This is the final part of our blog post series looking at Presentation Skills. In this post, we look at how to overcome your fear of public speaking and controlling your nerves when presenting. If you haven’t done so already, be sure to check out parts one and two where we look at preparing and delivering your presentation.
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1. Feeling the Fear
We all feel fear when presenting, even the most experienced speakers. It eats you up inside and scares you into thinking you can’t do something. It’s linked to comfort zones, we fear the worst and become overly anxious, and enter a state of panic (your panic zone). For most people, their panic zone is standing up and speaking publicly about a subject.
We internalise the fear and it eventually becomes us. We think, ‘What if they laugh at me’, ‘What happens if I make a mistake’. One great way of dealing with this is an old acting method called, ‘the fourth wall’ that I learned when studying Constantin Stanislavski’s, ‘An Actor Prepares’.
The concept is simple: the actors do not acknowledge the audience overtly. The audience is looking at the action through an imaginary fourth wall. The rear of the stage is one wall, the sides of the stage are two more walls, and the front of the stage is the fourth wall.
When the actors look directly at the audience, they are said to be ‘breaking the fourth wall’. Though sometimes playwrights instruct actors to break the fourth wall for artistic reasons, actors are told not to look directly at the audience. They may look at the fourth wall itself, but not at the audience.
However, as a speaker, we need to engage the audience and get our message across, so I use this method but look in 3 different directions instead. Look to the left, the middle, and right (looking through the audience). Once I’m enjoying myself I then forget the fourth wall and revert back to the audience.
However, don’t make the big mistake committed by many beginner public speakers by just staring at the spot on the back wall. This one technique is a powerful element of successful presentation skills. Occasionally, I might keep eye contact in one direction only and then quickly move on.
So if you do feel fear, present information to that fourth wall instead – you’ll be surprised at what a difference this makes.
Practice, practice, practice… but don’t memorize. It’s different for everybody, but I will say one thing: If you practice your presentation only once then you’re going to deliver a pretty poor presentation. Try and practice a month in advance, know all key points and every detail of your slides (if you have them).
As a presenter, you should never turn to your visual aid, focus solely on the audience – know what you’re presenting inside out. You can talk into a mirror, talk to a wall, or ask a family member to listen. Do whatever works for you, but make sure it includes practicing out loud so that you can get a sense of timing.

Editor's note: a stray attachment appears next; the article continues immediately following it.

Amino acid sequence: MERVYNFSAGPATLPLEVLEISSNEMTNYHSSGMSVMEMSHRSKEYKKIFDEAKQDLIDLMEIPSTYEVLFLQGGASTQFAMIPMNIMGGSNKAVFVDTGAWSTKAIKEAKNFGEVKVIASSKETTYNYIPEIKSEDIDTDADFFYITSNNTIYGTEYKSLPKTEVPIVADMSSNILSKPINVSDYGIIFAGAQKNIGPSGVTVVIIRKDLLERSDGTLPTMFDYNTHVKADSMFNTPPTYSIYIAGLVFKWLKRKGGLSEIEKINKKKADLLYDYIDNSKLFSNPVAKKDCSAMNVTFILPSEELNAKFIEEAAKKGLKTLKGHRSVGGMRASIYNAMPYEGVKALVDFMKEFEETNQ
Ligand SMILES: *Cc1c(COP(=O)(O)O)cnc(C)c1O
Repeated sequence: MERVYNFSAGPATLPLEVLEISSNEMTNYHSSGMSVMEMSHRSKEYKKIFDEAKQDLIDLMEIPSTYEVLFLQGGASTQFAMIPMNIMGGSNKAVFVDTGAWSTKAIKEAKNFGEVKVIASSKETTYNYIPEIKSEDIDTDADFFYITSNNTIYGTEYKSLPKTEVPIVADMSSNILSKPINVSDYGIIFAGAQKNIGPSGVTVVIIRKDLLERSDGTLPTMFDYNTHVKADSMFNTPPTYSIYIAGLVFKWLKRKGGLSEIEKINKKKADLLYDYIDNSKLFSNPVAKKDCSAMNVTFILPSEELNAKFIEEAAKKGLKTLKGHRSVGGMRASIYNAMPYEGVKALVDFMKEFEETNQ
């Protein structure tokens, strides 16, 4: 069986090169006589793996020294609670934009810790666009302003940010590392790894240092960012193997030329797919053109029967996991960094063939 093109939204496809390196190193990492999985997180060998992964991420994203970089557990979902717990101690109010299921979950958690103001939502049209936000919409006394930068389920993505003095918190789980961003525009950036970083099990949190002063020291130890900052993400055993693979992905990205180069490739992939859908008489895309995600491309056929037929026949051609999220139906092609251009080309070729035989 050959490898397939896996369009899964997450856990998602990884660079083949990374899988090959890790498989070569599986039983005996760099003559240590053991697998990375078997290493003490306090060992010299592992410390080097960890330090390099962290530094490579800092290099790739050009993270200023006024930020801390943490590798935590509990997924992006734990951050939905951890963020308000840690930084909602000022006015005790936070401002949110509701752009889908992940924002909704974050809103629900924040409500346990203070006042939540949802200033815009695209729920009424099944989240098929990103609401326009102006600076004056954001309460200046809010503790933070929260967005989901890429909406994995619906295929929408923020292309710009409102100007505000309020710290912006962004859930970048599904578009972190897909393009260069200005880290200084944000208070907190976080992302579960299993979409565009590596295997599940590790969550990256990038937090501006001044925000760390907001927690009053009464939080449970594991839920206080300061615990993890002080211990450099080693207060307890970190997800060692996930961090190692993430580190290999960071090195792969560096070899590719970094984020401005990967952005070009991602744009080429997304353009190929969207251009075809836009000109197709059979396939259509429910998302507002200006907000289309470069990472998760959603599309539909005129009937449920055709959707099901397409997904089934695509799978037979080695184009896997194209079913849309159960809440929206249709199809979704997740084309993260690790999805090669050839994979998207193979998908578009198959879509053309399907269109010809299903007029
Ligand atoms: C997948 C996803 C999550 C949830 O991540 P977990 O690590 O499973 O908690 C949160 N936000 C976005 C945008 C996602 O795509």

Rehearse your speech on your feet at least three times. You can rehearse parts of it in your car or sitting at your desk. But because you will eventually deliver it on your feet (I hope), it’s essential that you rehearse standing. Get used to the feel of delivering your presentation.
Steve Jobs was noted as somebody who was an excellent storyteller and presenter of information, Jobs was also legendary for his preparation. He would rehearse on stage for many hours over many weeks prior to his keynotes and product launches. He knew every detail of every demo and every word on every slide.
As a result, the presentation was delivered flawlessly. Hours and hours of practice made his presentations look polished, casual, and effortless.
3. Be Confident
You are presenting for a reason, correct? That reason is that you know more about the subject you are talking about than anyone else, correct? The worst-case scenario is everyone in the audience is going to learn something new.
If you follow your script of key points and get across your points passionately they’re still going to learn from you. Be confident in your ability and why you are there. Still not confident? Pretend that you’re confident and after a while, you will no longer need to pretend that you are… You simply will be!
You already have an advantage over other speakers and these twelve tips will get you started as a successful public speaker. Just a reminder that you are unique just like your audience. Be you and you only.
Watch Gary Vaynerchuk’s presentations on YouTube for just that – he throws the rule book out of the window (maybe stomps on it a few times) and does what he feels comfortable with – which results in powerful, dynamic, interesting, and energetic presentations.
If you have any questions you would like answered or need some advice then please do not hesitate to contact me at: email@example.com
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